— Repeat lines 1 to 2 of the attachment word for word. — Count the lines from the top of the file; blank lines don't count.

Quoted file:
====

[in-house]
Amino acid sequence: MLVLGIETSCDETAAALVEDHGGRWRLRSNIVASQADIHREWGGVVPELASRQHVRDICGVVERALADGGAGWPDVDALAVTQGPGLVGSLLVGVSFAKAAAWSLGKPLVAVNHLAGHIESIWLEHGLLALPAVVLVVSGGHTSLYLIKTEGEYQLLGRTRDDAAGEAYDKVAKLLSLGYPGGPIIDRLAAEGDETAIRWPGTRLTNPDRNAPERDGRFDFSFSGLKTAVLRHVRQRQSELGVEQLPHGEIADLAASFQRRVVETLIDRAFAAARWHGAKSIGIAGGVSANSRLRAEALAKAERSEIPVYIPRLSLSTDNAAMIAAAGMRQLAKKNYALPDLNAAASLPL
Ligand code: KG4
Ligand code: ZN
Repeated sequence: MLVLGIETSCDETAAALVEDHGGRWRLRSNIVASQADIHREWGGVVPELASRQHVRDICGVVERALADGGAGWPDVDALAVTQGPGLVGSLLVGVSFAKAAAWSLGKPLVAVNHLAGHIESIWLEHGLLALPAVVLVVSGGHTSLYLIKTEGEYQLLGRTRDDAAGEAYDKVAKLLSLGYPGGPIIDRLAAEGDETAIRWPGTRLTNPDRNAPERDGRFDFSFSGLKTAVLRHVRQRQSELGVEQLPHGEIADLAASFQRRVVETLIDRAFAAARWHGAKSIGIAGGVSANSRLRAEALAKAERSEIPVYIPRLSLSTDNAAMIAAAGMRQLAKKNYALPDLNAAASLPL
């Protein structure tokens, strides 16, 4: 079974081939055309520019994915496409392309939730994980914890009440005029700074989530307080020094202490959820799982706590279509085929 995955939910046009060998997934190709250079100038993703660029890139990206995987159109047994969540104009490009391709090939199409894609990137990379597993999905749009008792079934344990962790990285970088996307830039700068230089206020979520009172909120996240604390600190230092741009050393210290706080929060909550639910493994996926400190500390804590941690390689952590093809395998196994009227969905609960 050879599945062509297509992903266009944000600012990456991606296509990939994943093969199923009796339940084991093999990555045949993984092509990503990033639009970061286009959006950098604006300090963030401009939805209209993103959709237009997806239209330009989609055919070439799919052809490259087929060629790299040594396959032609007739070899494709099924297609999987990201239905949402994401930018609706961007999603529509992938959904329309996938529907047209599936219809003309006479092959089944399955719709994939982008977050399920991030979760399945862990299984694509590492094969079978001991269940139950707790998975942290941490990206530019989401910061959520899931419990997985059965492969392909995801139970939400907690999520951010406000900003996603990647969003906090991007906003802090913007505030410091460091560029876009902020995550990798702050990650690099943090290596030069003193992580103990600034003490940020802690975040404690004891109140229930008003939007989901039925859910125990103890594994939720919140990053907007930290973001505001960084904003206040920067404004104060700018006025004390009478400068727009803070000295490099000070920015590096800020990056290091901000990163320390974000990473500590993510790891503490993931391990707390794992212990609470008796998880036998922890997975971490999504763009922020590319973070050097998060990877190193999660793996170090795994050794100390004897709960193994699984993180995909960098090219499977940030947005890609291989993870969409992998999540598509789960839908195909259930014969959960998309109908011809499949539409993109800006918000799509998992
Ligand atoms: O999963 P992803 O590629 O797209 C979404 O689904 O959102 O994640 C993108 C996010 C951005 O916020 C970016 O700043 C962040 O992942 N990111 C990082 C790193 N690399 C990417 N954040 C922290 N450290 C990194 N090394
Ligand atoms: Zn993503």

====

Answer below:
[in-house]
Amino acid sequence: MLVLGIETSCDETAAALVEDHGGRWRLRSNIVASQADIHREWGGVVPELASRQHVRDICGVVERALADGGAGWPDVDALAVTQGPGLVGSLLVGVSFAKAAAWSLGKPLVAVNHLAGHIESIWLEHGLLALPAVVLVVSGGHTSLYLIKTEGEYQLLGRTRDDAAGEAYDKVAKLLSLGYPGGPIIDRLAAEGDETAIRWPGTRLTNPDRNAPERDGRFDFSFSGLKTAVLRHVRQRQSELGVEQLPHGEIADLAASFQRRVVETLIDRAFAAARWHGAKSIGIAGGVSANSRLRAEALAKAERSEIPVYIPRLSLSTDNAAMIAAAGMRQLAKKNYALPDLNAAASLPL